The two shinning stars of the Ghanian skylines

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There was a time in Africa when almost every beautiful building was associated with multi national companies who mainly hired expatriates to execute archetypal building projects that would stand out and appeal to the investors and the tenants looking for prime properties either to buy or rent. Well, that narrative is slowly changing as African architects rise up to take up their place in the highly competitive industry. We interviewed two young architects Agnes and Nana who have taken over the skylines of Ghana with a fresh breath of beauty, and excellence.

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Where did it all begin?

Agnes: Nana and I were working together in a firm, that we really loved, unfortunately the work dynamic didn’t allow for family life and so when Nana was about to get married she sadly had to leave. During that time, she was doing private projects for one of her private clients who ended up becoming one of the major real estate companies in Ghana, so she worked for him on a project which ended up being very successful, people liked it and wanted the same style because it was so refreshing in the city.

This particular project built success for the client and in turn for us, one building therefore became two and the two became three and eventually she had to register a company and 8 years on we are a 50 staff strong company. Our guiding principal has been to do excellent work no matter what it takes, and to answer the questions that the client and the site bring to us.

One then has to analyse what the site has and what the market trends are in order to give the best answers that may sometimes differ with what the client desires. Sometimes the answer is something that the client may not have even conceived. When you take this approach the results are always amazing.

Was it challenging to make it to the top in a male dominated industry?

Agnes: For both of us, straight out of school our first long employment period was with a female architect and so we do not know anything else, she made it seem normal to be a female architect and I guess that explains why we had a very positive approach when we started our own careers as architects.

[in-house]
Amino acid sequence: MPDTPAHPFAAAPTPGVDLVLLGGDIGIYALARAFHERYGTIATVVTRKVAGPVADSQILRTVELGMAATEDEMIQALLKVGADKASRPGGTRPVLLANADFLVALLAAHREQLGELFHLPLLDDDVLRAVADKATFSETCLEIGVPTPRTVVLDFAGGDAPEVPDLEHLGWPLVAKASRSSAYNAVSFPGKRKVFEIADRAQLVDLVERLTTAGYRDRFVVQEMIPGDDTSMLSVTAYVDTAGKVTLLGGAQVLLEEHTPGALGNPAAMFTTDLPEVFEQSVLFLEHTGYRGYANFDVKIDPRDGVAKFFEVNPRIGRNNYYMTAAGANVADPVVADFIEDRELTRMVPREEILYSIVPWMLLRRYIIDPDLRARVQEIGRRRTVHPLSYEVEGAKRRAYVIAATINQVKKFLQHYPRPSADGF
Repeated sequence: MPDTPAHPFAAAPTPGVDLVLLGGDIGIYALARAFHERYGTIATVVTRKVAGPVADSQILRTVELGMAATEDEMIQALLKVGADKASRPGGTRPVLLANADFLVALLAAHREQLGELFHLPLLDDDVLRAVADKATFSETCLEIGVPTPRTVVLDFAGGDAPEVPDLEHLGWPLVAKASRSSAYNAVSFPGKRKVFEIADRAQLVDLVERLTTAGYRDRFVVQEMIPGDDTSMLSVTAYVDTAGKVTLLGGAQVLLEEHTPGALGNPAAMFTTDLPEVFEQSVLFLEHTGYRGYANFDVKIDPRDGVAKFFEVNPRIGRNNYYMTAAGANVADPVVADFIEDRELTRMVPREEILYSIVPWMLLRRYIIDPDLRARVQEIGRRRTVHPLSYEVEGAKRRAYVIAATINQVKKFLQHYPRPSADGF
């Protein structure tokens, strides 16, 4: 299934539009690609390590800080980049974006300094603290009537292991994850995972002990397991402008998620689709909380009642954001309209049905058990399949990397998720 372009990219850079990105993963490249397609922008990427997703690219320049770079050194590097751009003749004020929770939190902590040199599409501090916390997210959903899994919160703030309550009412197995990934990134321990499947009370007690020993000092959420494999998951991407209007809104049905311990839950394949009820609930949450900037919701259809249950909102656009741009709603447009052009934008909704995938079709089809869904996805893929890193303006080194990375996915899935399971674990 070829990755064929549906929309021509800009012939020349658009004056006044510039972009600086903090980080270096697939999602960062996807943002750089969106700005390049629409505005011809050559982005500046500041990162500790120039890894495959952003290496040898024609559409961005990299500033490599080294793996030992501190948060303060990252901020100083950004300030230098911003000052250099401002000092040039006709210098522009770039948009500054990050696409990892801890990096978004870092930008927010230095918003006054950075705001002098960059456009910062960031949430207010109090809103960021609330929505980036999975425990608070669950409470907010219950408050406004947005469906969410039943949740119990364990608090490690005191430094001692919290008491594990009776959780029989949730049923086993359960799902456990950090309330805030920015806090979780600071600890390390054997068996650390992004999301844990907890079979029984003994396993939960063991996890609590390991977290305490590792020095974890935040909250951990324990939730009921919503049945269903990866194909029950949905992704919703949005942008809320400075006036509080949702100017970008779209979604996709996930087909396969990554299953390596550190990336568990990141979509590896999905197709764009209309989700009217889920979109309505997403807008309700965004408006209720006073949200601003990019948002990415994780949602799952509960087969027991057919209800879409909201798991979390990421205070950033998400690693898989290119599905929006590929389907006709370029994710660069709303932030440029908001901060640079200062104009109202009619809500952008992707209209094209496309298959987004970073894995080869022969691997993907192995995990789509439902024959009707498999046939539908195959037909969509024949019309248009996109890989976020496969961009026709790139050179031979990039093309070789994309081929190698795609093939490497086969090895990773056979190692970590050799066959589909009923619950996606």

There is no one point at which we stopped to think about the issue of gender. There are still moments when you go to site or for meetings and you would be the only female or even the youngest. Sometimes clients who see our work expect to have seen work done by older men. The bottom-line is that we don’t really feel the difference even though we know we are in a male dominated industry, I think its all a matter of perspective.

For instance, Nana once asked the son if he wanted to become an Architect and his answer was hilarious, he said to Nana “Mama I am not a girl” because in his perspective he has grown up thinking Architecture was a girls world when the world’s view is totally different.

How do you manage to keep it fresh?

Nana: We treat every project as being unique in itself, so for every project we start from scratch. we typically start by analysing the site and seeing the context, after which we research on what the client wants and for example if it’s a commercial project we look at what is missing or what can be added to it, only then do we start designing. Each project therefore starts from scratch and each one is tailor made to a particular client and to a particular site at the time it is conceived.

Our projects aspire to answer questions or fill any void that we observe at the time we are executing the project. Maybe that answers why every project looks excellent because the spirit and the thinking of the end product is always at the best they can be.

Why do you have so much affinity for green technology?

Nana: Africa is developing very fast and with the development you can tell that there is a race far ahead of planning. I think it is important for us to be responsible in how we live with the nature around us. At Archxenus we are very sensitive about sustainability.

It actually forms the basis of our design. In the tropics, orientation bioclimatic design already influences how the building is placed in the site to catch light and to allow for ventilation, it is those sensitive elements that if in co-operated in non traditional buildings with the thinking of being environmentally responsible amount to green architecture.

We are passers by on this earth, we will leave this earth for the people coming after us, just as it was left for us, so its important that in our strive to be dominant and to make statements, we be sensitive to the Environment.

What are some of your highlights as a company?

Nana: One of the greatest highlights is being able to combine work and life. Typically work is separate from life but here we try to see that mothers are able to bring their children to work if they need to, and that one can leave in the middle of the day and go to the bank if they need to, or even get their nails done, provided that they are able to meet the timelines and work at their optimum with the freedom of being flexible which allows for creativity and goes hand in hand with the responsibility to be as high performing as possible.

Another highlight is the opportunity to have interns, a good example is an intern who was with us for a year and later left to go and work some where else. This intern entered into an international competition and came second.